Veterans articulate special meaning behind Cup runs
Though relatively young, the Los Angeles Kings are an experienced team with a recently stitched banner hanging from the rafters at Staples Center. There are 17 players from the 2012 Stanley Cup team that remain on the active roster, and two players – Justin Williams and Colin Fraser – will be playing for their third ring.
Naturally, those who have played for and won Stanley Cups are able to easily articulate what it means to be playing for the most recognizable trophy in sports, and the honors that hockey has provided them.
“I’m thankful and appreciative for everything that hockey has given me,” Williams said. “It’s given me an opportunity to obviously meet some great people and ultimately a chance for me to battle the Stanley Cup and fortunately win it a few times. I’m certainly humbled and grateful I’ve had the opportunity to do that.”
Willie Mitchell, who was 35 when he won a Cup for the first time in 2012, eloquently spoke about his route from hoisting the Cup on the Staples Center ice to missing an entire season due to injury to returning in the preseason and once again finding himself in a position to contend for another title.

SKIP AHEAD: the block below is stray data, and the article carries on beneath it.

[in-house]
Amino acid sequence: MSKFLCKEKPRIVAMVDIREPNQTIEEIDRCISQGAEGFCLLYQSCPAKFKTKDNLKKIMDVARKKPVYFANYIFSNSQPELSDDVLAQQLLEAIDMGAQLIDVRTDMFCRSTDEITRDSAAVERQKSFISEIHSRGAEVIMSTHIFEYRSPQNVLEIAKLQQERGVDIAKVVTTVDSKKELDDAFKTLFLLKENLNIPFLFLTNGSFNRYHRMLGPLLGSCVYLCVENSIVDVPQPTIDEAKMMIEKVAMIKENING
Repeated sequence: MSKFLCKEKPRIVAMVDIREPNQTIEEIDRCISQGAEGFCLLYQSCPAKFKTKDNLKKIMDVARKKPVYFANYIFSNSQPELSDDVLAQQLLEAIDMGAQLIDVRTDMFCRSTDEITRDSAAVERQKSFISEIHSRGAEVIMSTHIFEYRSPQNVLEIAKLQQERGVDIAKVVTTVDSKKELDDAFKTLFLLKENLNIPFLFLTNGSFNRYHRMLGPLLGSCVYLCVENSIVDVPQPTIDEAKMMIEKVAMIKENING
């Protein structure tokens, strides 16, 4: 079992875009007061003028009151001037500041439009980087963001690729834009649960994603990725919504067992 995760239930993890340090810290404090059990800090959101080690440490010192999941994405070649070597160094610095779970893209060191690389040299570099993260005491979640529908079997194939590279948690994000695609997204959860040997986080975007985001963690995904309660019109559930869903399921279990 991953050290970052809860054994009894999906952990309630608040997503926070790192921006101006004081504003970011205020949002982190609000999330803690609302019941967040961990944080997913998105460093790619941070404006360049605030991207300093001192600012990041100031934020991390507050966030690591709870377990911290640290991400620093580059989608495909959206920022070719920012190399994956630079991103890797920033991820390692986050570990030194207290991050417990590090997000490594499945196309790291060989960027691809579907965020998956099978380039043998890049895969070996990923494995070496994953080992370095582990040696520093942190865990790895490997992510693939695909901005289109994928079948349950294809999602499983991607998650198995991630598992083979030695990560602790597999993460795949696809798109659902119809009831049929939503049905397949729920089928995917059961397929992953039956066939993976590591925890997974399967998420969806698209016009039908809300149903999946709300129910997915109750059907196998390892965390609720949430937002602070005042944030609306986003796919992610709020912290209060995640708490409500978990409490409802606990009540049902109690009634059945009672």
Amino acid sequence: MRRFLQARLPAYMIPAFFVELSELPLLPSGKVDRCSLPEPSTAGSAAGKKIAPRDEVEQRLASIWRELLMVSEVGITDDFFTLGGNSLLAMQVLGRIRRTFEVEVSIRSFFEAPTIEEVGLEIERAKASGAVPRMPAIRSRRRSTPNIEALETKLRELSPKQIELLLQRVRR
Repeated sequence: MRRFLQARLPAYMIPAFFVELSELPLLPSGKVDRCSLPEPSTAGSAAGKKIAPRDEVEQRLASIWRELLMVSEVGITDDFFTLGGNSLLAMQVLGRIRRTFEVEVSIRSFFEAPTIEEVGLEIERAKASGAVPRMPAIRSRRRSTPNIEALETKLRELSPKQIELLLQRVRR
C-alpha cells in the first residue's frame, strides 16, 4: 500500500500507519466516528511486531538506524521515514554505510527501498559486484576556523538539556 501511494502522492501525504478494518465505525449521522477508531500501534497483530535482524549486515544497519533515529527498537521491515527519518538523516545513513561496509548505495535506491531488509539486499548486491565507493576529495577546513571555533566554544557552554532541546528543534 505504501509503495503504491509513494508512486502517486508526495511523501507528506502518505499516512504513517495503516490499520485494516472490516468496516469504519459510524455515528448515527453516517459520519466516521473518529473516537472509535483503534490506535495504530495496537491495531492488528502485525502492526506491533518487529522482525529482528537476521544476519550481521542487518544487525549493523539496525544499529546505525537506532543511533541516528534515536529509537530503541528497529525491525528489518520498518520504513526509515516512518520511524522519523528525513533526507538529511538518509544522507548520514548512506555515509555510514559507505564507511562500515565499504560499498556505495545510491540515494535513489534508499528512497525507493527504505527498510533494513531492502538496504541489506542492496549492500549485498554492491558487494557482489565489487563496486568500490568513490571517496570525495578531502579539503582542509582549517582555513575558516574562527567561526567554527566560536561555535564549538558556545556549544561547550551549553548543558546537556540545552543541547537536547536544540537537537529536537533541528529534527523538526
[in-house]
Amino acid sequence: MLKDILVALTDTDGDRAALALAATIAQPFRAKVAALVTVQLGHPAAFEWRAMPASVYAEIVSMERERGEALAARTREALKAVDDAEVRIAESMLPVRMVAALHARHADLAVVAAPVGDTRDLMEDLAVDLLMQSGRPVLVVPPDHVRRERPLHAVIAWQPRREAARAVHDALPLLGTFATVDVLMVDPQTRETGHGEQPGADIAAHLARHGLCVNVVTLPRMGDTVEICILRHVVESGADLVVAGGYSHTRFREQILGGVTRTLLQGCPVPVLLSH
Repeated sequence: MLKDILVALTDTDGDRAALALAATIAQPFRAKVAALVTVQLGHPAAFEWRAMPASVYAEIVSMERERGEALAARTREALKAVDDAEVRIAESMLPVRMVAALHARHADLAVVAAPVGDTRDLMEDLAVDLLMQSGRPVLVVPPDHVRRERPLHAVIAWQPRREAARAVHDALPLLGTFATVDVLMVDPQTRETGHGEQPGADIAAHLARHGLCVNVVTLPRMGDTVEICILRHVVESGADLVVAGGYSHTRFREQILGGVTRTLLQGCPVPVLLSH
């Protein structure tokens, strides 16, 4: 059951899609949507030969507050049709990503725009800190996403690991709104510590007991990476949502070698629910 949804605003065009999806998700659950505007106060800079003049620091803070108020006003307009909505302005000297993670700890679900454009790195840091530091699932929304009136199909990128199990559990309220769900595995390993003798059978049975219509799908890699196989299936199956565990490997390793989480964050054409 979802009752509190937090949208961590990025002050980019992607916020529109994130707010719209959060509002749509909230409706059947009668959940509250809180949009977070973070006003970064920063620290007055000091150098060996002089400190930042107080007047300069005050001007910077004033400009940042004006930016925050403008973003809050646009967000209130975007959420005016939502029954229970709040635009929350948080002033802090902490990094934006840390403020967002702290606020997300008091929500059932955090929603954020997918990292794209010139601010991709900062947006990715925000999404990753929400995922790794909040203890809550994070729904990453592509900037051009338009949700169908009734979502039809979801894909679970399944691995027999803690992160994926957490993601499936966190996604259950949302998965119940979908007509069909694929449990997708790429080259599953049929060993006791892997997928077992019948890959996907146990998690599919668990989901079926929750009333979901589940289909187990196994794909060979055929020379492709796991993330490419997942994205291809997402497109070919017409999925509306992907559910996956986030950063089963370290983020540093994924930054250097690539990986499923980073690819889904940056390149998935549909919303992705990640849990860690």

Williams and Matt Greene are playing in their third Stanley Cup Final – the two opposed each other when Carolina and Edmonton faced each other in 2006 – and both spoke about how each path to playing in June has its own unique features.
“It’s different, but it’s equally special to be here and sitting here and having a chance to play for another Stanley Cup,” Williams said. “It doesn’t come easy. Everybody says that, but to play it and feel it and know it, it makes you realize it a lot more.”
“It’s a little bit different. It’s still exciting, though. It’s still fun,” Greene said. “You get the rush out of doing it, and if you make it this far, you make sure that you want to win.”